Debate over the obesity epidemic sweeping parts of the world has focussed on whether lifestyle -- too much junk food and couch-potato living -- is the big culprit or whether genes are also to blame.(AFP) -
Debate over the obesity epidemic sweeping parts of the world has focussed on whether lifestyle - too much junk food and couch-potato living - is the big culprit or whether genes are also to blame.
A new study may help tip the balance in favour of those who claim that fat runs in their family and there is little they can do about it.
People who are morbidly obese lack a tiny stretch of DNA containing around 30 genes, according to the investigation released on Wednesday by the British journal Nature.
Obesity means having a body mass index of 30 or more, while morbid obesity is classified as having a BMI of at least 40. BMI is determined by one's weight in kilos divided by one's height, in metres, squared.
The probe by a consortium of European scientists found that 0.7 percent, or seven in every thousand, of morbidly obese people have a "micro-deletion" of genetic code, located on Chromosome 16.
The telltale sign was initially found among 31 individuals and confirmed among 19 other cases in a trawl through the genomes of 16,053 other people who were either obese or of normal weight.
Those with the deletion tended to be of normal weight as toddlers, became overweight in childhood and then became severely obese in adulthood.
The researchers also took a look at parental DNA where samples were available.
Eleven people inherited the deletion from their mother and four from their father, while 10 deletions apparently occurred by chance, they found. All parents with the deletion were also obese.
What the missing genes do is unclear. Previous research has suggested some of them may be associated with autism, schizophrenia and delayed development.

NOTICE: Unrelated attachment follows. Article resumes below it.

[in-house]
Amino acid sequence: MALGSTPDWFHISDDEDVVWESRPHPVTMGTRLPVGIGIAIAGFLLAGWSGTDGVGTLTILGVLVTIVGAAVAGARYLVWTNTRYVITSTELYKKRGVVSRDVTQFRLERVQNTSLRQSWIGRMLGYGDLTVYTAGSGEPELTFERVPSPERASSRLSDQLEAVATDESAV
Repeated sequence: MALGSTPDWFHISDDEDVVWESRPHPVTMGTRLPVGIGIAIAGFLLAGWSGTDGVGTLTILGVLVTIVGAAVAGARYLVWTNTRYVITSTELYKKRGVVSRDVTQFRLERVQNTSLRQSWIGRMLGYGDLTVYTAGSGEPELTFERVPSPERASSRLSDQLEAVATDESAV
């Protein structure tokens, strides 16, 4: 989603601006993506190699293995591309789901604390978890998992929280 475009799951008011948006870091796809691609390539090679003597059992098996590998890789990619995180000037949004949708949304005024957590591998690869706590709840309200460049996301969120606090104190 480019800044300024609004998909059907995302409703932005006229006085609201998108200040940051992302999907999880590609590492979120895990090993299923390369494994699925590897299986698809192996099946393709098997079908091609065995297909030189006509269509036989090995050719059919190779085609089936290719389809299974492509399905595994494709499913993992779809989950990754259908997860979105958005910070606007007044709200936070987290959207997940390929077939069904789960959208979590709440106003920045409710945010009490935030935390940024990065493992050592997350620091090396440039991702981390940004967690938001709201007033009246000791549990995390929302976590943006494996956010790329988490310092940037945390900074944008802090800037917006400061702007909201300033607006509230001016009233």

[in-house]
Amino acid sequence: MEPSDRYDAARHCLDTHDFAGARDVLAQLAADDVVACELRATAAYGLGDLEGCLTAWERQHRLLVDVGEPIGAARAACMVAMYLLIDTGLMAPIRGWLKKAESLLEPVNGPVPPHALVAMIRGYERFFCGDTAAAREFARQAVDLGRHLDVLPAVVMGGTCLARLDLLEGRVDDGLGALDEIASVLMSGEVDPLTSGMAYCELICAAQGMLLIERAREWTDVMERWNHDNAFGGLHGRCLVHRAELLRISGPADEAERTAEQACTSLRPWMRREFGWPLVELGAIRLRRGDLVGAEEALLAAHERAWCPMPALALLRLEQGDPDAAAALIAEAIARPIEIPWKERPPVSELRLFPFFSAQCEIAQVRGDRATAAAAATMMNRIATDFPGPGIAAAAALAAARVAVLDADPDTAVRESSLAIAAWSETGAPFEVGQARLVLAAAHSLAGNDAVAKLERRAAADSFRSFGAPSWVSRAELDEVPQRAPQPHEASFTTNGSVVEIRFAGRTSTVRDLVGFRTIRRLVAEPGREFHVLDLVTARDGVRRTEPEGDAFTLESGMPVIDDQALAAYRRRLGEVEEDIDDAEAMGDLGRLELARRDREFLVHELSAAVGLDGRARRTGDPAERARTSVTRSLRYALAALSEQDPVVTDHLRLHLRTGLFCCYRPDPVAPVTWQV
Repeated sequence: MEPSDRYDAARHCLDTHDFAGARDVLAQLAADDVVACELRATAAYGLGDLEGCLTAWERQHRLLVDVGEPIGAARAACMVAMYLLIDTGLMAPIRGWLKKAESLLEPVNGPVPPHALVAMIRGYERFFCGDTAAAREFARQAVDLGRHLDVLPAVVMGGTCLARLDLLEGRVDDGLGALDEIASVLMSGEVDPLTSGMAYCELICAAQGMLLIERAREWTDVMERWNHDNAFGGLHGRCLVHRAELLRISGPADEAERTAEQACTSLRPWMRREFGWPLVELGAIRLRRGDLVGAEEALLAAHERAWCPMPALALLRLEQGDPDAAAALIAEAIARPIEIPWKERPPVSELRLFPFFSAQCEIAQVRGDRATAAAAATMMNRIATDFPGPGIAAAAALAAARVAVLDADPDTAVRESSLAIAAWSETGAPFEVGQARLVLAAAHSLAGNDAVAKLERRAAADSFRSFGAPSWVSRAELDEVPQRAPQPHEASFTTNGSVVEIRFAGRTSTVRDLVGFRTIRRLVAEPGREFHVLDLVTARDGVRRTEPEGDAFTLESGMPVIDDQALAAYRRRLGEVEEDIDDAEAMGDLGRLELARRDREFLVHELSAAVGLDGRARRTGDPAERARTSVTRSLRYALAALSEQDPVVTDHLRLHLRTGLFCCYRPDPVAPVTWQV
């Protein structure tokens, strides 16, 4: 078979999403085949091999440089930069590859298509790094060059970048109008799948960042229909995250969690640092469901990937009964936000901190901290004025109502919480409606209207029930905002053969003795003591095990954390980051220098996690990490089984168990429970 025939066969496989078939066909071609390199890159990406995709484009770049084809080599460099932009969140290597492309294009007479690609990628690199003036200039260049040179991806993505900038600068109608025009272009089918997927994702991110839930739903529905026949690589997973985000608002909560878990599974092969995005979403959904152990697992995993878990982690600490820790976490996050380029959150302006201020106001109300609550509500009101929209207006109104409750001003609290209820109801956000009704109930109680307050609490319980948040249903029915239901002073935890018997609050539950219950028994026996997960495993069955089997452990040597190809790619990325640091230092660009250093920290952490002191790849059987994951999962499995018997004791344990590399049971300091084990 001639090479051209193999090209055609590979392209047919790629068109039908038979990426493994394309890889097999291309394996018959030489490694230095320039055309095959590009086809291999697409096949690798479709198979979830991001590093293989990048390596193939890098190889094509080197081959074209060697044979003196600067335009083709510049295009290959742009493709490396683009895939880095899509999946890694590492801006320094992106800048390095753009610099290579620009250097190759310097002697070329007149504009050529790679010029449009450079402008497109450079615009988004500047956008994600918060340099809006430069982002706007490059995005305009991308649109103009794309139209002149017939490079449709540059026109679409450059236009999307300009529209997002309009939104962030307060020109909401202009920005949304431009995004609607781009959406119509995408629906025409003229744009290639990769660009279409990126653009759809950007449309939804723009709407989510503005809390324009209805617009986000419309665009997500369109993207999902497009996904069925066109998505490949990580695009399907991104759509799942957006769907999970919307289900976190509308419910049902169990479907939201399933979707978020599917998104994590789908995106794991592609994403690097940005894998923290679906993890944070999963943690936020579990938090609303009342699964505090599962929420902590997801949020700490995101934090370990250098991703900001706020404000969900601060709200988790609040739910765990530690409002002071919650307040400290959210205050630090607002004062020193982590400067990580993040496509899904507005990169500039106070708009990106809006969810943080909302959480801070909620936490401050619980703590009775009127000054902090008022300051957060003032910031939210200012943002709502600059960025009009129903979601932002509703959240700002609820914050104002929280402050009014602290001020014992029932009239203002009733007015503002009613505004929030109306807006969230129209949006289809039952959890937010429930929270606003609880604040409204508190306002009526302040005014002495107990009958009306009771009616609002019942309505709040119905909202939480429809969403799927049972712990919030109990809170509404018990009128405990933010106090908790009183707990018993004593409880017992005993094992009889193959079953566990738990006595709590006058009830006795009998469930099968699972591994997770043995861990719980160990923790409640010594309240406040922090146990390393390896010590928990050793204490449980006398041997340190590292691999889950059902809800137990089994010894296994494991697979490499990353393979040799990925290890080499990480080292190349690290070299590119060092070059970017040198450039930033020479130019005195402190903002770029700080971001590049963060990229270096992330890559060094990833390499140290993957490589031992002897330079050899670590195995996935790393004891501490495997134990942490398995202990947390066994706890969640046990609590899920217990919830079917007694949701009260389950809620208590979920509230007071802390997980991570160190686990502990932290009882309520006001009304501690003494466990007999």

The study is the first to confirm that severe obesity in otherwise physically health individuals can be caused by a rare genetic variation involving deletion of DNA, say the authors.
Until now, genes linked to weight gain have had a relatively modest effect on fat accumulation, of just a kilo (two pounds) or less.
Other genetic gaps or variations involved in chronic obesity may yet be uncovered, lead author Philippe Froguel, a professor at Imperial College London, said in a press release.
"Although the recent rise in obesity in the developed world is down to an unhealthy environment, with an abundance of unhealthy food and many people taking very little exercise, the difference in the way people respond to this environment is often genetic," he said.
"It is becoming increasingly clear that for some morbidly obese people, their weight gain has an underlying cause.
"If we can identify these individuals through genetic testing, we can then offer them appropriate support and medical interventions, such as the option of weight-loss surgery, to improve their long-term health."